A SpaceX rocket launched from Florida’s Cape Canaveral disintegrated in the sky minutes after takeoff.
The SpaceX rocket was en route to the International Space Station (ISS) and was carrying a cargo ship on Sunday morning. The SpaceX manufactured, Falcon 9 rocket, was 208-foot-tall.
The SpaceX rocket incident is the third cargo ship in a row lost over the past eight months. However, NASA officials have backup preparations for such a mishap and there they claim there will be no disruption in the operations of the ISS.
Despite a loss of supplies through this SpaceX mishap, the three astronauts at the ISS have an ample store of water, food and equipment, according to officials. They should be able to continue smooth operations until at least late October.
NASA’s spokesperson, George Diller, said, “We appear to have had a launch vehicle failure.” He added that a loss of contact occurred two minutes and 19 seconds into the launch.
Reports say a white cloud appeared out of the midsection of the SpaceX rocket as it disintegrated in the sky. The debris fell 20 miles below into the Atlantic Ocean.
Chris Hadfield, a Canadian astronaut, suspects that the failure might have started from the front side of the craft. The front side of the SpaceX craft contains the dragon capsule and the second stage engine.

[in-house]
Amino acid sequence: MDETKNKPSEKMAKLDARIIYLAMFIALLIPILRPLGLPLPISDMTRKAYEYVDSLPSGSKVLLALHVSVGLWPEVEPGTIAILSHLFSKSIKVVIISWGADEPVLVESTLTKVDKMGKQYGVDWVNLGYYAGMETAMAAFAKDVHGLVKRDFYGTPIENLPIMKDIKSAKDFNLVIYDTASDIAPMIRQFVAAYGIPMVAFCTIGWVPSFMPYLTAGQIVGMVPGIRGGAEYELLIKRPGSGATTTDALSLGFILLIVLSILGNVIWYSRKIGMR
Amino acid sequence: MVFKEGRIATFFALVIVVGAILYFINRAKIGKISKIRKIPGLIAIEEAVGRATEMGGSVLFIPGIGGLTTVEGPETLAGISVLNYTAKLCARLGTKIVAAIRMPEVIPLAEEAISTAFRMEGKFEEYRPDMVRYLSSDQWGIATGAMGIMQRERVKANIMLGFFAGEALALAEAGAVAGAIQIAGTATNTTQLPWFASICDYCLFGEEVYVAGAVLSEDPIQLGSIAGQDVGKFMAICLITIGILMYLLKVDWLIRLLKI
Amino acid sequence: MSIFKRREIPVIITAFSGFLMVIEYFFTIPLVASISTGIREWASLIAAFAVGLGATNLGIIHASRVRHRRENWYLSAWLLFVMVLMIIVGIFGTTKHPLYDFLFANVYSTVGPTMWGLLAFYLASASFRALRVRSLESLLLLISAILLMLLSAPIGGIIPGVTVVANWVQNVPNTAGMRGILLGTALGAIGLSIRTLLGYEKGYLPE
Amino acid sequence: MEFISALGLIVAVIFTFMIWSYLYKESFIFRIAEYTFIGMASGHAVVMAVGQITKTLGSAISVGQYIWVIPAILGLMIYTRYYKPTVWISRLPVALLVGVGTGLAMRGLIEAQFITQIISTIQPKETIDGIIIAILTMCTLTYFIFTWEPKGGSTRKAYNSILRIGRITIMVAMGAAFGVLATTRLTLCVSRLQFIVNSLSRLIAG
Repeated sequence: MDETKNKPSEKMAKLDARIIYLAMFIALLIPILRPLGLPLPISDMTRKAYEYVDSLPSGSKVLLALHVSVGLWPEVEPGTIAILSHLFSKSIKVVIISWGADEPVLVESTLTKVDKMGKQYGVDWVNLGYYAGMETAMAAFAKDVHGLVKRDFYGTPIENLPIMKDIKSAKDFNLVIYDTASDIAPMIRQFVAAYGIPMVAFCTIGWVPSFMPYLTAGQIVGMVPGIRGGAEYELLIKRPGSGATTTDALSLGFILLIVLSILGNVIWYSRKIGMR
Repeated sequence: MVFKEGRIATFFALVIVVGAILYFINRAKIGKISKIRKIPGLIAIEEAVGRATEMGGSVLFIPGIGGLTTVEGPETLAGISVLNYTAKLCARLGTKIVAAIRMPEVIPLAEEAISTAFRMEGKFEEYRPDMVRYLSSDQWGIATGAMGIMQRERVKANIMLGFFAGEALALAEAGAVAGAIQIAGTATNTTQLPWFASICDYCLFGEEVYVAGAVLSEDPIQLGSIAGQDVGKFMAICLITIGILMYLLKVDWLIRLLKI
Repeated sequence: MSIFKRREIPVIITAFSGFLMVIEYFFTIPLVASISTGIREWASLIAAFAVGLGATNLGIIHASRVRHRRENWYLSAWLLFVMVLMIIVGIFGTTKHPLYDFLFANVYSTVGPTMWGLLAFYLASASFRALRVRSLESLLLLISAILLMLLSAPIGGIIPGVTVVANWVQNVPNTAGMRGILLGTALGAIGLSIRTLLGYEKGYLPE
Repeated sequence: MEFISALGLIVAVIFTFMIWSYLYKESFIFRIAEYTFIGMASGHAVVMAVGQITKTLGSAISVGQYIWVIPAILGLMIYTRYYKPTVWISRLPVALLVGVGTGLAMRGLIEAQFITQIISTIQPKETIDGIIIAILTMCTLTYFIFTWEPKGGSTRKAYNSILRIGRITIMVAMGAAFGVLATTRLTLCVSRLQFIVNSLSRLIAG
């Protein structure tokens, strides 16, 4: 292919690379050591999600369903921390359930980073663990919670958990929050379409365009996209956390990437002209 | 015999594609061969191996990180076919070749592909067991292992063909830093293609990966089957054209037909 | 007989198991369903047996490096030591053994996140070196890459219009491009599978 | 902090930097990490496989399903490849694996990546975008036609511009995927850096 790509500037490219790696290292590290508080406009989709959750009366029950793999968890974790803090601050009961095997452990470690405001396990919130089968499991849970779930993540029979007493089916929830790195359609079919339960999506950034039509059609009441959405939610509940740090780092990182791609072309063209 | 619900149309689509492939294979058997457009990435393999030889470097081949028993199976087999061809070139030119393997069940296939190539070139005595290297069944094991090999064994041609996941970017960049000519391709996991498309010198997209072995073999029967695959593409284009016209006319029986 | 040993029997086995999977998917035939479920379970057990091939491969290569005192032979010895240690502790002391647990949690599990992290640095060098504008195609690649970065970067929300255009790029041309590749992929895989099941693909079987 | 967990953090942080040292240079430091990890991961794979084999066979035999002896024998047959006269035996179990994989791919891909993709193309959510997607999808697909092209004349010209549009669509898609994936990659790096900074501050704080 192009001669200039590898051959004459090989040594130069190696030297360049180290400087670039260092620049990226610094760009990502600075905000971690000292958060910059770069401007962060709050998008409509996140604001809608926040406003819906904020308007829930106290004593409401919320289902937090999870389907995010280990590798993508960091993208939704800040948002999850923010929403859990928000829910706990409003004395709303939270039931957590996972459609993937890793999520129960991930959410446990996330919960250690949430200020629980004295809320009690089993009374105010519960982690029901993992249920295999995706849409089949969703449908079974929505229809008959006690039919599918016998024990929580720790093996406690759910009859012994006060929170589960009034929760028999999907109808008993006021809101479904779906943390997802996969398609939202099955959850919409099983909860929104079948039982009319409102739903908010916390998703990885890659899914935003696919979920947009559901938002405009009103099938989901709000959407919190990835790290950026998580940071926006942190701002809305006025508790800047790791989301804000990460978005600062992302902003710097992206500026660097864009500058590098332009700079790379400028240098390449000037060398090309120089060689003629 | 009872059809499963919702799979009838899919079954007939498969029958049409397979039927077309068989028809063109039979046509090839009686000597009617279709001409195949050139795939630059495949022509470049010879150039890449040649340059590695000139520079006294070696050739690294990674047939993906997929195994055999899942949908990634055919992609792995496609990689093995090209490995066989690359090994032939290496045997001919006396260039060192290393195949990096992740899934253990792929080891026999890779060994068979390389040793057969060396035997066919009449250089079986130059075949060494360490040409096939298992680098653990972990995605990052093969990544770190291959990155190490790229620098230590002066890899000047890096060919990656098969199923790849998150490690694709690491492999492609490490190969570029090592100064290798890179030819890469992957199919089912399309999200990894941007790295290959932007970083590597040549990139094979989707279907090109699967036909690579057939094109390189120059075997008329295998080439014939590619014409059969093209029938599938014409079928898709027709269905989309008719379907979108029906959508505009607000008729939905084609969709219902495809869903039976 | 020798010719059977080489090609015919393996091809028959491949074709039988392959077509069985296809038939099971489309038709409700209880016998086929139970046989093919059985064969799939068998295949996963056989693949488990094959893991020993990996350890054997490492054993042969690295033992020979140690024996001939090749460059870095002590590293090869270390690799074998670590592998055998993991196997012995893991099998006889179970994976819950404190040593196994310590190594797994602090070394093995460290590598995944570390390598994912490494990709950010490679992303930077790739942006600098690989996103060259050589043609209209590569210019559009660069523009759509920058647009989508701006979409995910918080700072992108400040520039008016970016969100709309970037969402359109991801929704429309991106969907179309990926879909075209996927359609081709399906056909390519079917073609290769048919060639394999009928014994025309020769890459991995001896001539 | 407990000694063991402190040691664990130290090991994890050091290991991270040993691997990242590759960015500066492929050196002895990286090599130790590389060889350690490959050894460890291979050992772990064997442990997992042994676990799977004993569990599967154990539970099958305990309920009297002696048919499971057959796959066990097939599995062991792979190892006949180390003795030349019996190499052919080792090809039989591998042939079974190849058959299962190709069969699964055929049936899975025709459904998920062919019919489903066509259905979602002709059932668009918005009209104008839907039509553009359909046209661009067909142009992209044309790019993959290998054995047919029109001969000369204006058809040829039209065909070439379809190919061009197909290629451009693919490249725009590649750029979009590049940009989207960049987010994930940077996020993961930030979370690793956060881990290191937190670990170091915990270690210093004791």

SpaceX’s COO and president, Gwynne Shotwell, said that the problem occurred in the vehicle’s general location and would have taken psychic readings to predict. The liquid oxygen tank also underwent over-pressurization in the vehicle’s second stage.
The actual cause of the vehicle’s failure is still unclear. The team at NASA is trying to analyze the two-minute data sent through the craft along with the video footage of its flight path.
The loss of cargo through this failure is significant. The SpaceX rocket had on board a space suit and a brand new docking station along with other supplies. It will take time and money to replace these.
Another supply ship, Russian Progress, is set to launch on July 3 with a Japanese HTV flight to the ISS scheduled for August.
Shotwell said that this incident is a reminder of how difficult working in space is.
NASA’s associate administrator for human exploration and operations, William H. Gerstenmaier, said that this incident emphasizes on the importance of full financing for the SpaceX and Boeing capsules. There have been major cuts in the financing provided by the Obama administration.
Gerstenmaier added that lack of funding prevents them from doing required technical work. The space environment is not conducive to any kind of delays in technical work.
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